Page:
Lipoedema

Lipoedema affects 1 in 11 women with abnormal fat deposition.

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Lipoedema (also known as Lipedema) is a chronic disease or syndrome that was first reported by Allen and Hines in 1940.

Lipoedema mainly affects women, and is characterised by

It is often painful with increased pressure sensitivity and easy bruising, and often starts between puberty and age 30s. It may occur with or without obesity.

The accumulated fat in lipoedema is resistant to dietary changes or caloric restriction, exercises or weight loss surgery. Hence, patients often feel helpless against the weight gain and may experience significant disability, finding it hard to perform activities of daily living, which can then lead to psychosocial distress. Severe lipoedema may cause joint damage.

As there are many systemic or local causes of leg swelling, it is often under-diagnosed or mis-diagnosed, and hence the prevalence is uncertain. The cause of lipoedema is also unknown but there may be a genetic or hereditary component, with the mother or grandmother experiencing similar disease.

According to the pattern of fat distribution, Schneider and Meier-Vollrath (2007) came up with a classification that distinguishes five types of lipoedema

Type I: Pelvis, buttocks and hips (saddle bag phenomenon);
Type II: Buttocks to knees, with formation of folds of fat around the inner side of the knee;
Type III: Buttocks to ankles;
Type IV: Arms;
Type V: Lower leg.

Figure from Buso et al Obesity 2019

Treatment

Patients are best managed under multidisciplinary team, consisting of dietitian, exercise therapist, psychologist, lymphoedema therapist, physician and surgeon. As many patients have concurrent obesity, weight management through lifestyle modification is very important. Current treatment aims to reduce or improve the symptoms and to prevent disease progression. There are non-surgical and surgical treatments available. The former helps to decongest the fat tissue by helping to drain the ‘trapped’ fluid, whereas surgery such as liposuction is performed to reduce the fat tissue.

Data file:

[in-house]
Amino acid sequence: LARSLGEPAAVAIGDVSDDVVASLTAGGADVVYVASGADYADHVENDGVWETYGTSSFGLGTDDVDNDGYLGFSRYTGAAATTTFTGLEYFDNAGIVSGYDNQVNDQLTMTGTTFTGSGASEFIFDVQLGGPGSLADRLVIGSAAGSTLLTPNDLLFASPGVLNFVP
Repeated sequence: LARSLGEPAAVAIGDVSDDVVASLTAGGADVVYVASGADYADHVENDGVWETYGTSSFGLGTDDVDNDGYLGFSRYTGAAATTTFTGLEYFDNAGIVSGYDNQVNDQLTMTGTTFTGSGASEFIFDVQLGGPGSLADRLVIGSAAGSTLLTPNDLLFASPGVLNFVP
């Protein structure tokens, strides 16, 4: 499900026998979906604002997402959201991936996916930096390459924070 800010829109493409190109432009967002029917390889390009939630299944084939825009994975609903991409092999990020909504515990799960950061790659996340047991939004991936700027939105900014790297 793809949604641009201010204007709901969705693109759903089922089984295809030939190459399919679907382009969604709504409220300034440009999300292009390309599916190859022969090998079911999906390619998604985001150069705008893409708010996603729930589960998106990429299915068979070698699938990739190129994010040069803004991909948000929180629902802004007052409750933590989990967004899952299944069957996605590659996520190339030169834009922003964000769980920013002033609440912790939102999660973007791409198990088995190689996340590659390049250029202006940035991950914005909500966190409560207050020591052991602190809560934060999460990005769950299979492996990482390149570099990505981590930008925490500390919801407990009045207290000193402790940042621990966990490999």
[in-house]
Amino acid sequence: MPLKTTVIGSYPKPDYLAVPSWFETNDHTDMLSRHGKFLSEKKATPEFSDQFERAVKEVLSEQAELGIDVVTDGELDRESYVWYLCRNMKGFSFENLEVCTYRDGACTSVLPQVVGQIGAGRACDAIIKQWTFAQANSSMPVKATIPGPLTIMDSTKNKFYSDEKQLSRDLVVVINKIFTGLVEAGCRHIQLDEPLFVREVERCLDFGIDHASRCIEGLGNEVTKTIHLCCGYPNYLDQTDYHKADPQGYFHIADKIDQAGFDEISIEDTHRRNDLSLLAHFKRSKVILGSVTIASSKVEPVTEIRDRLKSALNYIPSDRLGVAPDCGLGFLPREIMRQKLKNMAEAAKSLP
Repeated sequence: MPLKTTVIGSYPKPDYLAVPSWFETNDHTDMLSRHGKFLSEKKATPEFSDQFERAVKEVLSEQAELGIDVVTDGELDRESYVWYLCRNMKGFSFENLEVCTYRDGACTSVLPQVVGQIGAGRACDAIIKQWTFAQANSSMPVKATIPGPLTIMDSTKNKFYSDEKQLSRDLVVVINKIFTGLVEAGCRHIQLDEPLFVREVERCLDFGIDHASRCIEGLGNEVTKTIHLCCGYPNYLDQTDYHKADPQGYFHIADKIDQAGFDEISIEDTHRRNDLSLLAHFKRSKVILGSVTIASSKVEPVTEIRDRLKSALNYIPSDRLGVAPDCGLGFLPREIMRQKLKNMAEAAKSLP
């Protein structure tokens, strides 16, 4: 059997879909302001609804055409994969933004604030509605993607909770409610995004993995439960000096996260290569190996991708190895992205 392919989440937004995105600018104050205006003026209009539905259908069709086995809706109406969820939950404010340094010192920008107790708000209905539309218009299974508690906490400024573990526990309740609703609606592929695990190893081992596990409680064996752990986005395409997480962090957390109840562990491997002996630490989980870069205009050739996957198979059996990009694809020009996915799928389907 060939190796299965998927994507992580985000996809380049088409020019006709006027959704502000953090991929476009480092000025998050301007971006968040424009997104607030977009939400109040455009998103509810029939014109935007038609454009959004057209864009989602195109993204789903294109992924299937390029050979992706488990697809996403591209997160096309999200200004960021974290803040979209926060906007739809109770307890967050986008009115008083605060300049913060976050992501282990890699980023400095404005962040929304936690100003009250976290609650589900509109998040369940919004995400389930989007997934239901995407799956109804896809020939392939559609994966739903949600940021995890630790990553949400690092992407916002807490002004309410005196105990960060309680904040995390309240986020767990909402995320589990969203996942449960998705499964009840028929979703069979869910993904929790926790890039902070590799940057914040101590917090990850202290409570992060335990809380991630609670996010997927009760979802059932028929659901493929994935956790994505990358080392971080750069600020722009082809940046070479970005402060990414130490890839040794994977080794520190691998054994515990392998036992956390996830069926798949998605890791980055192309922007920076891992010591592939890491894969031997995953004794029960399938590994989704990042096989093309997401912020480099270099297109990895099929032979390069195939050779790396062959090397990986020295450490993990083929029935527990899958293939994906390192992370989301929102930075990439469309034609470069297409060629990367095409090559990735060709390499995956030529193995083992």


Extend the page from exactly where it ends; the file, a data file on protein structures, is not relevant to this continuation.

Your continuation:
Non-surgical treatment includes:

However, many patients only achieve temporary success with the conservative therapy only. If there is no or minimal improvement after 6-12 months, surgical treatment is often indicated.

The mainstay of surgical treatment is tumescent liposuction, usually in several sessions due to high risk of morbidity associated with large volume liposuction of more than 4-6 litres in each session. We usually recommend an interval of 3 months between sessions. Patients should continue with the conservative therapy during these periods and also to ensure there is no significant weight gain as the fat can re-accumulate.

The technique of liposuction differs from the conventional liposuction techniques, with the care to avoid damage to the fragile lymphatic vessels. Hence, it requires more incisions than the conventional techniques.

It has been shown that tumescent liposuction is effective, not just for symptom relief, but also stopping disease progression and therefore, improve quality of life. It also reduces the amount of non-surgical treatment sessions.

Once adequate fat reduction is achieved, there is often excess saggy skin that may require surgical excision. The final procedure may involve lipectomy which means skin and fat are excised.

After 5 sessions of liposuction (Wiedner)

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